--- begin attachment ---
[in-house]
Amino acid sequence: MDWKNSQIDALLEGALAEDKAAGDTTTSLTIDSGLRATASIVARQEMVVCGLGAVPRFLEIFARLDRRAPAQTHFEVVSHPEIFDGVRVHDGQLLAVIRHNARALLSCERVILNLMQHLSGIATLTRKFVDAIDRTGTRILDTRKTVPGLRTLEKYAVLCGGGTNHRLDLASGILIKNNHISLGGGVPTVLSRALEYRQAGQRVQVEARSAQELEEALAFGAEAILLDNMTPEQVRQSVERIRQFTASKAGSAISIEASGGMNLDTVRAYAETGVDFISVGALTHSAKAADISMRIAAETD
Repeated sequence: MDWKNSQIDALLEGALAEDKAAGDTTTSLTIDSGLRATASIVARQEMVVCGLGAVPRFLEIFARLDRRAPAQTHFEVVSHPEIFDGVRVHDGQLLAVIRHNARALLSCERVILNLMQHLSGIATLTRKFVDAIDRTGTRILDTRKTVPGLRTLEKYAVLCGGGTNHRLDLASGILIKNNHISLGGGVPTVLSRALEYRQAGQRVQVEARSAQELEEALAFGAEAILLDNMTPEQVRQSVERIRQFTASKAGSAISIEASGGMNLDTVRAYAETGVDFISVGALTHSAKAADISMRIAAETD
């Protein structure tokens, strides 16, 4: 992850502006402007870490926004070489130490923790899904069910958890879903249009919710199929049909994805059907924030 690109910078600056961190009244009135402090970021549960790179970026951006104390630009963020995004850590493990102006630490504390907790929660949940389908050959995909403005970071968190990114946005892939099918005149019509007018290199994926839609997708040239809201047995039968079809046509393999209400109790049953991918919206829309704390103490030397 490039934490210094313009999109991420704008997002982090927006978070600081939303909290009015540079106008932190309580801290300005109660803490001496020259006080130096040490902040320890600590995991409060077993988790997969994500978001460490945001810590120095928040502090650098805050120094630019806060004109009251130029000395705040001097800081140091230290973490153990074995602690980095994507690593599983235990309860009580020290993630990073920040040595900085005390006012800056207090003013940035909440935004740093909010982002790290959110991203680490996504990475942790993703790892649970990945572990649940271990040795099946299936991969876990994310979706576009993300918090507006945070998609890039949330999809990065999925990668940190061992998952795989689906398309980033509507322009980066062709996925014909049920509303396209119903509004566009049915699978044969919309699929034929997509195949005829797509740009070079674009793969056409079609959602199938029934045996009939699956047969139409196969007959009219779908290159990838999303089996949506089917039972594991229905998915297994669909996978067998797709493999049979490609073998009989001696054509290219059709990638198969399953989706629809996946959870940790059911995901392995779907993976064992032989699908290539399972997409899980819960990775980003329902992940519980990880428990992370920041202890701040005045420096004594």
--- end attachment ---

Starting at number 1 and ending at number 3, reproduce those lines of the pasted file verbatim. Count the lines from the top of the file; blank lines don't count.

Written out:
[in-house]
Amino acid sequence: MDWKNSQIDALLEGALAEDKAAGDTTTSLTIDSGLRATASIVARQEMVVCGLGAVPRFLEIFARLDRRAPAQTHFEVVSHPEIFDGVRVHDGQLLAVIRHNARALLSCERVILNLMQHLSGIATLTRKFVDAIDRTGTRILDTRKTVPGLRTLEKYAVLCGGGTNHRLDLASGILIKNNHISLGGGVPTVLSRALEYRQAGQRVQVEARSAQELEEALAFGAEAILLDNMTPEQVRQSVERIRQFTASKAGSAISIEASGGMNLDTVRAYAETGVDFISVGALTHSAKAADISMRIAAETD
Repeated sequence: MDWKNSQIDALLEGALAEDKAAGDTTTSLTIDSGLRATASIVARQEMVVCGLGAVPRFLEIFARLDRRAPAQTHFEVVSHPEIFDGVRVHDGQLLAVIRHNARALLSCERVILNLMQHLSGIATLTRKFVDAIDRTGTRILDTRKTVPGLRTLEKYAVLCGGGTNHRLDLASGILIKNNHISLGGGVPTVLSRALEYRQAGQRVQVEARSAQELEEALAFGAEAILLDNMTPEQVRQSVERIRQFTASKAGSAISIEASGGMNLDTVRAYAETGVDFISVGALTHSAKAADISMRIAAETD